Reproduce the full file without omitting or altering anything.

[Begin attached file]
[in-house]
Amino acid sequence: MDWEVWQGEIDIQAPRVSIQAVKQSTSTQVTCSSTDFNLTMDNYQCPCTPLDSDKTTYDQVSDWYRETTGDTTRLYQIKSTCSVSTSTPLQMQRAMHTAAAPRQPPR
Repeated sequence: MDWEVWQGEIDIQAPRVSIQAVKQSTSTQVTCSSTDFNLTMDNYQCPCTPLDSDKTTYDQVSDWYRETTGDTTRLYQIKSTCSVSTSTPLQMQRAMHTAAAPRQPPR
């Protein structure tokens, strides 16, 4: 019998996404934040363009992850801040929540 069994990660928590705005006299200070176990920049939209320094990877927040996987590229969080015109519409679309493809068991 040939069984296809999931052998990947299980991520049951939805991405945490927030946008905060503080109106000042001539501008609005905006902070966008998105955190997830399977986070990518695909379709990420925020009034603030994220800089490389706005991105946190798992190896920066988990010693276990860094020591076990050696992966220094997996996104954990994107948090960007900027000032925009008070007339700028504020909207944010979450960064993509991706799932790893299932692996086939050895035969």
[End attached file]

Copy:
[in-house]
Amino acid sequence: MDWEVWQGEIDIQAPRVSIQAVKQSTSTQVTCSSTDFNLTMDNYQCPCTPLDSDKTTYDQVSDWYRETTGDTTRLYQIKSTCSVSTSTPLQMQRAMHTAAAPRQPPR
Repeated sequence: MDWEVWQGEIDIQAPRVSIQAVKQSTSTQVTCSSTDFNLTMDNYQCPCTPLDSDKTTYDQVSDWYRETTGDTTRLYQIKSTCSVSTSTPLQMQRAMHTAAAPRQPPR
């Protein structure tokens, strides 16, 4: 019998996404934040363009992850801040929540 069994990660928590705005006299200070176990920049939209320094990877927040996987590229969080015109519409679309493809068991 040939069984296809999931052998990947299980991520049951939805991405945490927030946008905060503080109106000042001539501008609005905006902070966008998105955190997830399977986070990518695909379709990420925020009034603030994220800089490389706005991105946190798992190896920066988990010693276990860094020591076990050696992966220094997996996104954990994107948090960007900027000032925009008070007339700028504020909207944010979450960064993509991706799932790893299932692996086939050895035969």